What's the impact this is having for FAs at UBS right now if any?NEWSMAKER-Tough U.S. judge set to preside in UBS tax case
Fri Jul 10, 2009 10:26am EDT
* Judge has ruled against big business before
* Runs tight courtroom and 'suffers no fools'
* 'Put up or shut up' seen as his message to US government
By Tom Brown
MIAMI, July 10 (Reuters) - The judge presiding over a
high-stakes legal showdown between the U.S. government and
Swiss bank UBS AG is seen as a straight-shooter who has not
shied away from taking aim at big corporate interests.
Some see Judge Alan Gold of U.S. District Court for the
Southern District of Florida emerging as an international
mediator as he deals with issues loaded with important foreign
policy and financial ramifications, led by U.S. demands for a
lifting of Switzerland's treasured bank secrecy laws.
But U.S. attorneys and prosecutors who know him say Gold, a
65-year-old native New Yorker, will studiously avoid doing
anything inconsistent with his role as a judge as he handles
his biggest and most publicized case since he came to the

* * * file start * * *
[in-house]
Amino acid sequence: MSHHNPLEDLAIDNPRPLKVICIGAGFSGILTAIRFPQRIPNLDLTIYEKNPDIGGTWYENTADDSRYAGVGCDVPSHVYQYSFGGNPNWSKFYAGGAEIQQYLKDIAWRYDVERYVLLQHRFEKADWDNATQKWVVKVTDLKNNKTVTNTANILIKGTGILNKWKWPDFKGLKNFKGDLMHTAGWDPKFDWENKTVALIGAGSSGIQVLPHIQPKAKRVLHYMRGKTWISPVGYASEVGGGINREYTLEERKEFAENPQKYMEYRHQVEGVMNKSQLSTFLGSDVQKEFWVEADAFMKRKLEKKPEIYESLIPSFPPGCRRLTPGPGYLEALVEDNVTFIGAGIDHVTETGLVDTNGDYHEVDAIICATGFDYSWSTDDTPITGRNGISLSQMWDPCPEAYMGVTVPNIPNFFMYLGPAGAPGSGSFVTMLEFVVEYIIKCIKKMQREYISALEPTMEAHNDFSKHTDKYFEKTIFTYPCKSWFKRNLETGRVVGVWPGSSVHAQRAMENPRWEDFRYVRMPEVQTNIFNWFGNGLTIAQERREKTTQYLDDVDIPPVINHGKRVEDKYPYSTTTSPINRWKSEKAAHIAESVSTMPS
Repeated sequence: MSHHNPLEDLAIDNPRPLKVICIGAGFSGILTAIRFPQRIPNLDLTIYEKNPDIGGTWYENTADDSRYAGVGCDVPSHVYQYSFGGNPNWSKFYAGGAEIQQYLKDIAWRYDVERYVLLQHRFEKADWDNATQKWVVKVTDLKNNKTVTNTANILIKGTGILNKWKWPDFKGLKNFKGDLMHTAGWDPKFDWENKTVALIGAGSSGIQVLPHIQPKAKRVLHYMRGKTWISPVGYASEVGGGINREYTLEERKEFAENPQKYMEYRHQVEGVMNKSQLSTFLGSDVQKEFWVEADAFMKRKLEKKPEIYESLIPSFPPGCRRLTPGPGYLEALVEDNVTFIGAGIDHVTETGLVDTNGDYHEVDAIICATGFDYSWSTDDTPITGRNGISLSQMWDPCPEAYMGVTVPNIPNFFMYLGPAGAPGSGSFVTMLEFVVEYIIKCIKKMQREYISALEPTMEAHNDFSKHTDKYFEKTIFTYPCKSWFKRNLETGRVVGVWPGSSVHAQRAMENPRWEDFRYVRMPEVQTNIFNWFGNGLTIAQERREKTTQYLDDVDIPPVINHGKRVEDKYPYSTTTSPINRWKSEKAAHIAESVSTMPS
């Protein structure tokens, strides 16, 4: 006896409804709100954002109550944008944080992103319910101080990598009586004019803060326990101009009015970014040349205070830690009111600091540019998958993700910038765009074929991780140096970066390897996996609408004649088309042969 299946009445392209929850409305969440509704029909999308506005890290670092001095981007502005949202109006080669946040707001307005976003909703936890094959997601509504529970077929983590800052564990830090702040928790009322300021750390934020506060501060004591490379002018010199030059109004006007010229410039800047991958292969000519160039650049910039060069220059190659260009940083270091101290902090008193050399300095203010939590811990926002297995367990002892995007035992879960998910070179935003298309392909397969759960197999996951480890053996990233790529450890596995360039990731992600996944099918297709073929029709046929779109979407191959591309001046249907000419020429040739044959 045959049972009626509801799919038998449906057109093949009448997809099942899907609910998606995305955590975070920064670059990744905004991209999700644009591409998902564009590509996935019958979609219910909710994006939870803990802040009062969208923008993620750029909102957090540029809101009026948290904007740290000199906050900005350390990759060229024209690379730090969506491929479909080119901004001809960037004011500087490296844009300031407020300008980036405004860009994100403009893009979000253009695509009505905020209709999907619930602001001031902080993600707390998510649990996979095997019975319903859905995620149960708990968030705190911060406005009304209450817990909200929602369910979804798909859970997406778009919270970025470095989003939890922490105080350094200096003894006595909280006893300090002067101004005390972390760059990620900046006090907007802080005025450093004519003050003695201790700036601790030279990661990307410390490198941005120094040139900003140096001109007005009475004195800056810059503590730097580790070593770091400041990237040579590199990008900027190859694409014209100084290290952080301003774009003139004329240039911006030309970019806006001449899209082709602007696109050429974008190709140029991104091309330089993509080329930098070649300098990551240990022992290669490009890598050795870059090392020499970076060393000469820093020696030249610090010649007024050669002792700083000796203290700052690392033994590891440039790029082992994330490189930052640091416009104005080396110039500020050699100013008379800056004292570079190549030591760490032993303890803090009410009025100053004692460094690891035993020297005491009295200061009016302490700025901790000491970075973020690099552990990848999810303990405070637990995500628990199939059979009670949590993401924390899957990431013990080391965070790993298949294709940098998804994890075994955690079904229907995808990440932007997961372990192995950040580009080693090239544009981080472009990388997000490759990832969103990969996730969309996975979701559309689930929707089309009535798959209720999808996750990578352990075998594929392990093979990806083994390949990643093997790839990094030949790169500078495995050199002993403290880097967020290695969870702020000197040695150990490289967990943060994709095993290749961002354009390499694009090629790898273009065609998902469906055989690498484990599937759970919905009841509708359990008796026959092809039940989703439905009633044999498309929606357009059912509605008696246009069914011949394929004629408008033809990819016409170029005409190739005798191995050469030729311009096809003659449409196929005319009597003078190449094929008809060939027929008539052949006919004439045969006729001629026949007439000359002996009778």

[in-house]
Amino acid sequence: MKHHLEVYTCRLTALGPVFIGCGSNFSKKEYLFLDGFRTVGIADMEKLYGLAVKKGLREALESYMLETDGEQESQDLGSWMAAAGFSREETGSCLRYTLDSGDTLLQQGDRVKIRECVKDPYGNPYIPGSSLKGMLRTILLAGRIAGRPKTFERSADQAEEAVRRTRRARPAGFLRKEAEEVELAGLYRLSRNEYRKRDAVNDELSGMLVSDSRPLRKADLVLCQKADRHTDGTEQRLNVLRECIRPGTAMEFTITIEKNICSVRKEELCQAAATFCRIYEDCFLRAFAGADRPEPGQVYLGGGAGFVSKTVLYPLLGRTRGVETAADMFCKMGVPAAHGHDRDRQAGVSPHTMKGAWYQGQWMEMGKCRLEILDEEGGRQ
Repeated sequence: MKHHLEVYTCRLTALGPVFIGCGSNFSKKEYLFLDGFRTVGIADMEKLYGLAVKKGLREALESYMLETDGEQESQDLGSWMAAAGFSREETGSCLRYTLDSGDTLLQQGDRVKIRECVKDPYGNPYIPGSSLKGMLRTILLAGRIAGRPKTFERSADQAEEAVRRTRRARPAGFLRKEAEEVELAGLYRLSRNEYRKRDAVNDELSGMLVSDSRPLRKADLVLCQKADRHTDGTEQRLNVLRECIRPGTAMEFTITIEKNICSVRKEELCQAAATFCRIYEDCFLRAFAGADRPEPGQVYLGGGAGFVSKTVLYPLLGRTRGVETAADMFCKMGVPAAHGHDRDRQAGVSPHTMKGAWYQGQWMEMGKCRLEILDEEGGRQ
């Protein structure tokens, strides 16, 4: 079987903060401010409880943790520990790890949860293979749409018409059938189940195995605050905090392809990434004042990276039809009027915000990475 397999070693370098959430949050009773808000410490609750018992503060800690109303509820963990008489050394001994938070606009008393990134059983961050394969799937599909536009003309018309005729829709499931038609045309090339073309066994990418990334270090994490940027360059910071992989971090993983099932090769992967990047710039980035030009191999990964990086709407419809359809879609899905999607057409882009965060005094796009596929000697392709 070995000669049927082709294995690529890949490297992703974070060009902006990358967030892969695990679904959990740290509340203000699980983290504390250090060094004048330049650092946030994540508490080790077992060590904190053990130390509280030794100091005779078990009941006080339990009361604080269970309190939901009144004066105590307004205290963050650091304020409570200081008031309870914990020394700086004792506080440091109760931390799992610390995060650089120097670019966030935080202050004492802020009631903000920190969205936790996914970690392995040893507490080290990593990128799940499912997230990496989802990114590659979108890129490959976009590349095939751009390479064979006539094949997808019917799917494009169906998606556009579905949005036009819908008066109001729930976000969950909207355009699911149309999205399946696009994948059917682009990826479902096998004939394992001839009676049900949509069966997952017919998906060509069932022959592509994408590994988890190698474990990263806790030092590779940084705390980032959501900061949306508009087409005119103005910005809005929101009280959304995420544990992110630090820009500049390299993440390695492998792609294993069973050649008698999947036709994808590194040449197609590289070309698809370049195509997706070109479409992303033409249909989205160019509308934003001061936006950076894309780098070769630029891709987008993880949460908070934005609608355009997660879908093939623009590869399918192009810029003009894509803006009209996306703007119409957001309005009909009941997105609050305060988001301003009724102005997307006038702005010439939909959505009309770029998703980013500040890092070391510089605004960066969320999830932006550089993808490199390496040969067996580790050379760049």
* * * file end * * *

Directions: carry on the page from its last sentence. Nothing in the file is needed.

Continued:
federal bench in Miami nearly 13 years ago.
"He's about as straight-shooter as they come," said Charles
Intriago, a former U.S. federal prosecutor and money laundering
expert, who publishes a website for law enforcement officials
about asset forfeiture.
"He's the perfect judge for this," he added, referring to
the hearing Gold is set to preside over Monday in a suit in
which the Justice Department is seeking to force UBS (UBSN.VX: Quote, Profile, Research, Stock Buzz)
(UBS.N: Quote, Profile, Research, Stock Buzz) to disclose information on 52,000 secret accounts
suspected of being used by wealthy Americans to avoid paying
There is little in Gold's record to indicate how he might
rule in the case, which experts say could set an important
legal precedent since it marks the biggest test ever of Swiss
Gold grabbed the media spotlight in a business law case
once before, when he presided over a class-action lawsuit
against Exxon Corp that resulted in a settlement costing more
than $1 billion.
Gold surprised some observers of the closely watched UBS
case on Wednesday by ordering the Justice Department to say
whether it was prepared to seize the U.S. assets of UBS as part
of its battle to get the bank to disclose client information.